Part One: I NEED YOU TO KNOW THIS. IS. THE. BEST: Personality as Digital Currency
This is Part One of several blogs wherein I muse on digital culture, post-post modernism, and the implications for being a christian in the 21st century. I don’t even know if it all makes sense to me yet, so bear with me. This may be why I’m not fun at birthday parties.
Several months ago Coca-Cola unveiled a rather genius marketing campaign dubbed “Share a Coke”. In several major countries the soda giant produced bottles and cans with the 250 most common names printed in place of the usual logo. The premise was simple: you find a coke bottle with the name of a friend on it, you purchase said bottle for them, and your relationship to this person is therefore strengthened by the power of consumerism. Not a radical notion in the free market by any means; many products are sold as the answer to our loneliness. It’s a core value and guiding principle in marketing.
The seemingly unintended outcome of this social experiment, however, proved to be far more fascinating. Rather than purchasing the product with names of those people they know and love, consumers sought out their own names with the phrase “Share a Coke with” innocuously hovering over it, thus reinterpreting the whole stated purpose of the campaign. The internet was rife with pictures of people posing next to their own names or ravaging crates of bottles looking for “personal brand” as if the name was a golden ticket to the magical Wonka Chocolate Factory. Soon Coke established mobile printing stations across the country to print any name one cared for on the side of a bottle should one have the 251st-or-lower most common name in the States. I saw one such station at a local college; the queue was lengthy, and its a safe bet most weren’t asking for their granny’s now outdated midcentury moniker (let’s bring back “Ethel” or “Margery”, eh?). A cursory glance at internet searches bears many articles detailing how one can get one’s name on a can, completely disregarding the initial proposition of the campaign itself.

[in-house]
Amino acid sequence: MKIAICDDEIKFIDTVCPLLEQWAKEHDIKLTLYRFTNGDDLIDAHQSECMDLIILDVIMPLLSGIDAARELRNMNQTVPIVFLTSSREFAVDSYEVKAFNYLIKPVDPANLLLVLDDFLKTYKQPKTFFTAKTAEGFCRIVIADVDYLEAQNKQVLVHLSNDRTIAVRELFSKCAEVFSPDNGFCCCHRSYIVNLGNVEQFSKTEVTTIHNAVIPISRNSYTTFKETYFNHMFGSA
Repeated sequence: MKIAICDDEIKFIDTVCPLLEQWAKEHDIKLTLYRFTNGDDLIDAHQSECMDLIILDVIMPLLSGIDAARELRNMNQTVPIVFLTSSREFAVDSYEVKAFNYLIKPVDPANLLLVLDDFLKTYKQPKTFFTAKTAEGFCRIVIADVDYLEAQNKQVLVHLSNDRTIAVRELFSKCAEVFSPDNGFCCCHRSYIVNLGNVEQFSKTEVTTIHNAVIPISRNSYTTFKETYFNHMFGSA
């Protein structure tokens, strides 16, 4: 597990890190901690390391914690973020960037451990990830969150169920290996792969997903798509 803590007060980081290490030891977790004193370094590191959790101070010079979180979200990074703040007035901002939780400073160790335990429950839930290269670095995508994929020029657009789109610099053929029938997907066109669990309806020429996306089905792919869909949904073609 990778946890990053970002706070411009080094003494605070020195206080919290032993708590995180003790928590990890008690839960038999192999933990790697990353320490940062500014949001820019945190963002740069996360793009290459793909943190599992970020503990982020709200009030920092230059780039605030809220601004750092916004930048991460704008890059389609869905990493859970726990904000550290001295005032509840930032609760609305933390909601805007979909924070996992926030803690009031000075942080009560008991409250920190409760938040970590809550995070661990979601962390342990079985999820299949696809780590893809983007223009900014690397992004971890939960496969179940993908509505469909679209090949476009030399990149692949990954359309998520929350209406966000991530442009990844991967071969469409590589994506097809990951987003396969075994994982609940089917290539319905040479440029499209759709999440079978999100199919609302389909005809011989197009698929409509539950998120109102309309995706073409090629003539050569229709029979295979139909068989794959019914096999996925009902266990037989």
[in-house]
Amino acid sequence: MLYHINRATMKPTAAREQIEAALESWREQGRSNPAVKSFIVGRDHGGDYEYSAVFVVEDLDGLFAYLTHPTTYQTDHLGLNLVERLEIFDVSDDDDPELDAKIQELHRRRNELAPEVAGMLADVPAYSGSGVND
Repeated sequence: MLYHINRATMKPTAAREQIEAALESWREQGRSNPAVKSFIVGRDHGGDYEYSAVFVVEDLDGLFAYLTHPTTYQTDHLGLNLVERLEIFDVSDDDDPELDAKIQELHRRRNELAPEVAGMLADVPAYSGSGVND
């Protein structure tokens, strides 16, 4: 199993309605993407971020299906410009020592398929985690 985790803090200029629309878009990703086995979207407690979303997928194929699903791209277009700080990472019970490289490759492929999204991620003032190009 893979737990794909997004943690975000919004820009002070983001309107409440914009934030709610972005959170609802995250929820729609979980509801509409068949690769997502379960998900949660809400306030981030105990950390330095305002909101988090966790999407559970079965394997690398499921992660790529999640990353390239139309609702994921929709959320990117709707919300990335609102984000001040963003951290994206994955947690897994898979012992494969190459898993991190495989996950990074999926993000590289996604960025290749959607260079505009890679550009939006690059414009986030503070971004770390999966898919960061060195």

Coke not only halted a steady eleven-year decline in consumption of their products, but posted a 2% rise in sales in a matter of months. It’s a safe bet executives were not particularly bothered by the misappropriation of intent. Perhaps it is even safe to assume their goal was not so much to promote brotherly love and interconnectedness among diverse peoples, but rather to tap in to our need to be seen and our voracious desire to edit and annotate our personal realities. Yet it would have been preposterous for them to pull the lid off the whole operation and admit, “aw hell, just go ahead and buy your name! It’s been about you this whole time!”
Perhaps most interesting here is the fact that modern marketing is never about the product itself, but rather the symbol that product becomes when feeding our egos. The philosopher Slavoj Žižek brilliantly identifies Coke as the objet petit a in his book The Fragile Absolute, the useless product that promises us fulfillment while simultaneously manufacturing the libidinal desire for more. Essentially, our hunger for the thing exponentially increases as we consume it in order to find satisfaction, creating a never-ending cycle of surplus-value.
This concept has dramatically increased its weighty presence in the social media landscape. Not only are objects and experiences being used as filters for our self-identification, but they have become somewhat secondary to the ultimate goal of crafting “being” itself. This is why one can identify social media as a modern existential currency: it is no longer the evidence of a full life, but the substance of it.